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carmel’s Travel Diary

Sunday, 11 Jun 2006

Location: Mt Isa, Qld, Australia


We went for a helicopter ride over Katherine Gorge this morning. It was only 10 minutes but we got to see 5 gorges. We also saw some sewerage ponds. The pilot said a crocodile lived in them, and, apparently, crocodiles from sewerage ponds have the best skins for tanning. (As long as they don’t sell the flesh for meat!) It was my first helicopter ride (Barrie was in one in PNG) and I really enjoyed it even though I was in the front seat – with no door. It was quite hairy when he had to do a left bank. He assured me I was well belted in, but it was still scary. We then went walking in the gorge. The river, which looked like a small stream from the air, was probably 200m wide. The aboriginal information centre by the gorge, Nitmiluk Visitor Centre, was really impressive – and free.

On the way out there we saw a camel (there were 2 on the way back – AND I’ve got photographic proof this time, Jarryd), a plane which had either been dumped or crashed (but it certainly wasn’t going anywhere again) and a flood marker for the 1998 floods (it would have been 2 metres above the road.

This afternoon we went to Springvale Homestead, the oldest original homestead in the Territory. It wasn’t very interesting.


We left Katherine early this morning as I wanted to have a dip in the thermal pool at Mataranka – and it was excellent. It was a really cool morning, and the water in the pool is a permanent 33oC, so it was great. The last time we were there, the pool had standing space only, (yuk!) so I gave it a miss. But this time, initially I was the only one there, although 4 more people came later. I could handle that number. Obviously the secret is ‘get there early’. It turned out to be much deeper than I had expected, I couldn’t touch the bottom.

I’ve worked out the ‘grilled lizard’ sign. I saw another one today ‘Don’t burn your bird’. The Territorians might be right into controlled burns, but definitely not accidental fires – fair enough.

Almost all day today, there has been a steady stream of caravans going west – and they seem to be coming from everywhere. We initially thought they might have been from South Australia. There don’t seem to be anywhere near as many going east.

The scenery east of Katherine is not nearly as interesting – there are many more trees, and it is much flatter, although there are a lot more wattles.

We are staying at the Dunmarra roadhouse, and it is definitely a big step up from the other roadhouse parks we’ve stayed at. The area also has an interesting history, being first explored in 1861. They have a great selection of snakes here, plus some tongue in cheek signs. I’ll try putting one on my web page.

Just across the road from the roadhouse, was a billabong. Apparently it was really only a dam, but Cyclone Monica had made it very large, with lots of birds. I wondered if there would also be crocodiles, but I was assured there weren’t. (As you can see, I’m really hung up on crocodiles.)


We have now hit the cross and head winds. There were even warning signs along the road. One said ‘Head winds increase consumption’, which we found out for ourselves. We had to use our spare can of fuel. Generally we use 11 litres per 100kms, but our fuel consumption went up to 15 litres per 100kms. Fuel is considerably more expensive than in Queensland, but in both WA and the NT, drivers can get a free coffee when they fill up.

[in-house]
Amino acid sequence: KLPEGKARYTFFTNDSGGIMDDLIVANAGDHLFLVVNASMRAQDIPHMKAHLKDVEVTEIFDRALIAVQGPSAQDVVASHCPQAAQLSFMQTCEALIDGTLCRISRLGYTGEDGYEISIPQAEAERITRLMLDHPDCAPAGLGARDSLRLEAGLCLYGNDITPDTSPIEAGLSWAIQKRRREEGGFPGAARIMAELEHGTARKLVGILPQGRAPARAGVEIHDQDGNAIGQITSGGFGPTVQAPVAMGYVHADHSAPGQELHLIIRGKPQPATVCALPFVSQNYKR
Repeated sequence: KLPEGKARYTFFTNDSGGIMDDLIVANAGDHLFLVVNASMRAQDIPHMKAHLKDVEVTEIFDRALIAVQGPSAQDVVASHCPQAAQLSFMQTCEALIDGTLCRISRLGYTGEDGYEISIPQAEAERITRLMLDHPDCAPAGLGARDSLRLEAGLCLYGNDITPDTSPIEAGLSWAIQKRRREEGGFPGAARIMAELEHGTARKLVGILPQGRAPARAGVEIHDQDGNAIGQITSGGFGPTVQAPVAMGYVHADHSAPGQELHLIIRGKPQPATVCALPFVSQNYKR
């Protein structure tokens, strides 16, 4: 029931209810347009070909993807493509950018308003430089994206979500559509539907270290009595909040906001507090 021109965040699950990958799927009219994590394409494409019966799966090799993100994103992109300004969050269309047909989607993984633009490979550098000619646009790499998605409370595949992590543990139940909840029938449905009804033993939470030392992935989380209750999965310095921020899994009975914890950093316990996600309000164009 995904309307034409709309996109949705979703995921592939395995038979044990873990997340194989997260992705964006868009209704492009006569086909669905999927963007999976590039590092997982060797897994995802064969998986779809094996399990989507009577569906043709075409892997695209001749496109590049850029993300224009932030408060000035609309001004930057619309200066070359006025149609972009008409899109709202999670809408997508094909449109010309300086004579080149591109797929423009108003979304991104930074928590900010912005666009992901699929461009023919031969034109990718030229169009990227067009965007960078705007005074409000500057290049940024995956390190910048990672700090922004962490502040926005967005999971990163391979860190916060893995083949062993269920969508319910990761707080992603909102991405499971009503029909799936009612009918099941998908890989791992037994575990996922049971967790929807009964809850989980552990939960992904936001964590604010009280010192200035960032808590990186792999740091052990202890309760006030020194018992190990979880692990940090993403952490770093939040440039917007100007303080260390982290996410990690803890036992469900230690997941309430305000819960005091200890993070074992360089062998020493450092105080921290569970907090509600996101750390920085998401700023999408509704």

We spent the night at a free 24 hour park at Wonarah Bore; there were no toilets or showers there so the vans have to be well set up – we are only barely marginal. The sunset, once again, was spectacular. I think this is one of the benefits of travelling along the Savannagh Way. Being on the Savannagh plain, means you can see for miles.


It was hard to get up this morning. At 7.18am (when we left), it was 8.5oC, although the temperature doubled in the first 2 hours.

We passed a farmhouse with a sign ‘Sorry, no fuel’ outside and a petrol tanker broken down out front. Also, for the first time in the whole trip, we passed a road train instead of them flying past us.

As I have mentioned earlier, there are a lot of vans going west, not so many going east. Well, this morning, a caravan coming towards us was unlucky. Just as we were about to pass each other, there was a large dead kangaroo on his side and there was no way he could miss it (without hitting us) so he straddled it and it got caught up in his undercarriage for a time. We also saw some more brolgas, wedge-tailed eagles and, of course, many, many crows. However I expected to see a lot more (live) kangaroos.

I’m very proud of myself - I’ve driven the caravan in both NT and QLD (all 10metres over the border), although I did keep driving another 10kms into Cannoweal, but that was enough. I don’t know if I’m happy or sad to be back in Qld as it means our trip is nearly over. It seems to have been much better farmland ever since Wonarah Bore.

We got a real welcome into Qld – 70 kms of roadworks (and Barrie works on the principle if you drive over it fast, you get off it fast). The old road was beside the finished road, it was only just wide enough for one car – a real disgrace.


We are now back at Copper City Caravan Park and are staying for a week. It will be nice to have a breather, although Barrie hasn’t yet. He’s done a big clean-up, plus service the car (an unexpected job, but he tried booking it in both at Katherine and here at the Isa, but there was a week’s waiting list at both places).

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